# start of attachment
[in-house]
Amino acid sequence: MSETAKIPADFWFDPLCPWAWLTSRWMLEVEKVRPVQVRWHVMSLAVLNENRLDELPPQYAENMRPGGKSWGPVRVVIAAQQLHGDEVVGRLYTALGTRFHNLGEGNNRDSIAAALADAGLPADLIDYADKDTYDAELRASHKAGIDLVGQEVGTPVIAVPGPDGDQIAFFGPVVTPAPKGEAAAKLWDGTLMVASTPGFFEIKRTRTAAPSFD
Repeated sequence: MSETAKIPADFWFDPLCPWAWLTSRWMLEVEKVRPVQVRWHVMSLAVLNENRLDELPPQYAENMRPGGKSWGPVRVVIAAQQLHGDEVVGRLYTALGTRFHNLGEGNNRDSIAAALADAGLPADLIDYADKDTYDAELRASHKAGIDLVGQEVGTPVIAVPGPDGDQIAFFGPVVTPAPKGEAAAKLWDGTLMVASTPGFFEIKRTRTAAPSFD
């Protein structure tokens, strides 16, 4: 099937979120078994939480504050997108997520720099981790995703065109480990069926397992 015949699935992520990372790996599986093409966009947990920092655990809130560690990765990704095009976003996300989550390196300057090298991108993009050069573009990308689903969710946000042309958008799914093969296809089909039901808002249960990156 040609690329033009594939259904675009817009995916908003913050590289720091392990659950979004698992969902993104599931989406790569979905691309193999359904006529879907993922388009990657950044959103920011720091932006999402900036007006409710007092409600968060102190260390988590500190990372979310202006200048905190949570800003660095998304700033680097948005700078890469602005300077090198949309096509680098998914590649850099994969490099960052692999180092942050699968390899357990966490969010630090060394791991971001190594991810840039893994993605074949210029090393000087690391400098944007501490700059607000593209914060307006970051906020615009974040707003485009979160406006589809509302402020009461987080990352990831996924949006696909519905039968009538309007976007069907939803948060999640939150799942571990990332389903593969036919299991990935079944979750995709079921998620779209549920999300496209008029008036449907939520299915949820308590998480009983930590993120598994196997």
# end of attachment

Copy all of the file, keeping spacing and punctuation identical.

[in-house]
Amino acid sequence: MSETAKIPADFWFDPLCPWAWLTSRWMLEVEKVRPVQVRWHVMSLAVLNENRLDELPPQYAENMRPGGKSWGPVRVVIAAQQLHGDEVVGRLYTALGTRFHNLGEGNNRDSIAAALADAGLPADLIDYADKDTYDAELRASHKAGIDLVGQEVGTPVIAVPGPDGDQIAFFGPVVTPAPKGEAAAKLWDGTLMVASTPGFFEIKRTRTAAPSFD
Repeated sequence: MSETAKIPADFWFDPLCPWAWLTSRWMLEVEKVRPVQVRWHVMSLAVLNENRLDELPPQYAENMRPGGKSWGPVRVVIAAQQLHGDEVVGRLYTALGTRFHNLGEGNNRDSIAAALADAGLPADLIDYADKDTYDAELRASHKAGIDLVGQEVGTPVIAVPGPDGDQIAFFGPVVTPAPKGEAAAKLWDGTLMVASTPGFFEIKRTRTAAPSFD
């Protein structure tokens, strides 16, 4: 099937979120078994939480504050997108997520720099981790995703065109480990069926397992 015949699935992520990372790996599986093409966009947990920092655990809130560690990765990704095009976003996300989550390196300057090298991108993009050069573009990308689903969710946000042309958008799914093969296809089909039901808002249960990156 040609690329033009594939259904675009817009995916908003913050590289720091392990659950979004698992969902993104599931989406790569979905691309193999359904006529879907993922388009990657950044959103920011720091932006999402900036007006409710007092409600968060102190260390988590500190990372979310202006200048905190949570800003660095998304700033680097948005700078890469602005300077090198949309096509680098998914590649850099994969490099960052692999180092942050699968390899357990966490969010630090060394791991971001190594991810840039893994993605074949210029090393000087690391400098944007501490700059607000593209914060307006970051906020615009974040707003485009979160406006589809509302402020009461987080990352990831996924949006696909519905039968009538309007976007069907939803948060999640939150799942571990990332389903593969036919299991990935079944979750995709079921998620779209549920999300496209008029008036449907939520299915949820308590998480009983930590993120598994196997």